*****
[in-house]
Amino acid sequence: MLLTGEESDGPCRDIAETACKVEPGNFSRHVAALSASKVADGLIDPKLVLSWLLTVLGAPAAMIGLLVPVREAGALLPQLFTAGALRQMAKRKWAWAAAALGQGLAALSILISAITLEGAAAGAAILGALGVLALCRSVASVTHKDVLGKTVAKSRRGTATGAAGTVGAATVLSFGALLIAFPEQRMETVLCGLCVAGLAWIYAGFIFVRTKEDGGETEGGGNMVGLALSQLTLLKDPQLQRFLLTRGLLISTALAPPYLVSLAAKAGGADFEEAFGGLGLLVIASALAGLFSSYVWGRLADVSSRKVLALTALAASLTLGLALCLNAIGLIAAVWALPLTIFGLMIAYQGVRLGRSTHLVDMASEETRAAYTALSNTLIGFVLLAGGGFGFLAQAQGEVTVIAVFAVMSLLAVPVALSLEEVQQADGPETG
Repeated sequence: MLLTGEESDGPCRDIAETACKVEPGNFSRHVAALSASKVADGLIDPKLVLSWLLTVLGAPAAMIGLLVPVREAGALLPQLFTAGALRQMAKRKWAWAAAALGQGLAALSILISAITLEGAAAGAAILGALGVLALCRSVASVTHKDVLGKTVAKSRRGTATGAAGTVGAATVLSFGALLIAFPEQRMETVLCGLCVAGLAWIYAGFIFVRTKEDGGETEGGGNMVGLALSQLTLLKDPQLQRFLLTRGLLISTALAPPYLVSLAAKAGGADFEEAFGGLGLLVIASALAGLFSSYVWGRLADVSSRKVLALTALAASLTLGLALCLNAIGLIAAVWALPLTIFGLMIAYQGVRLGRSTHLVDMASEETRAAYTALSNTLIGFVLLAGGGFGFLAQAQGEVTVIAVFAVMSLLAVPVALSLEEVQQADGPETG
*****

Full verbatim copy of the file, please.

[in-house]
Amino acid sequence: MLLTGEESDGPCRDIAETACKVEPGNFSRHVAALSASKVADGLIDPKLVLSWLLTVLGAPAAMIGLLVPVREAGALLPQLFTAGALRQMAKRKWAWAAAALGQGLAALSILISAITLEGAAAGAAILGALGVLALCRSVASVTHKDVLGKTVAKSRRGTATGAAGTVGAATVLSFGALLIAFPEQRMETVLCGLCVAGLAWIYAGFIFVRTKEDGGETEGGGNMVGLALSQLTLLKDPQLQRFLLTRGLLISTALAPPYLVSLAAKAGGADFEEAFGGLGLLVIASALAGLFSSYVWGRLADVSSRKVLALTALAASLTLGLALCLNAIGLIAAVWALPLTIFGLMIAYQGVRLGRSTHLVDMASEETRAAYTALSNTLIGFVLLAGGGFGFLAQAQGEVTVIAVFAVMSLLAVPVALSLEEVQQADGPETG
Repeated sequence: MLLTGEESDGPCRDIAETACKVEPGNFSRHVAALSASKVADGLIDPKLVLSWLLTVLGAPAAMIGLLVPVREAGALLPQLFTAGALRQMAKRKWAWAAAALGQGLAALSILISAITLEGAAAGAAILGALGVLALCRSVASVTHKDVLGKTVAKSRRGTATGAAGTVGAATVLSFGALLIAFPEQRMETVLCGLCVAGLAWIYAGFIFVRTKEDGGETEGGGNMVGLALSQLTLLKDPQLQRFLLTRGLLISTALAPPYLVSLAAKAGGADFEEAFGGLGLLVIASALAGLFSSYVWGRLADVSSRKVLALTALAASLTLGLALCLNAIGLIAAVWALPLTIFGLMIAYQGVRLGRSTHLVDMASEETRAAYTALSNTLIGFVLLAGGGFGFLAQAQGEVTVIAVFAVMSLLAVPVALSLEEVQQADGPETG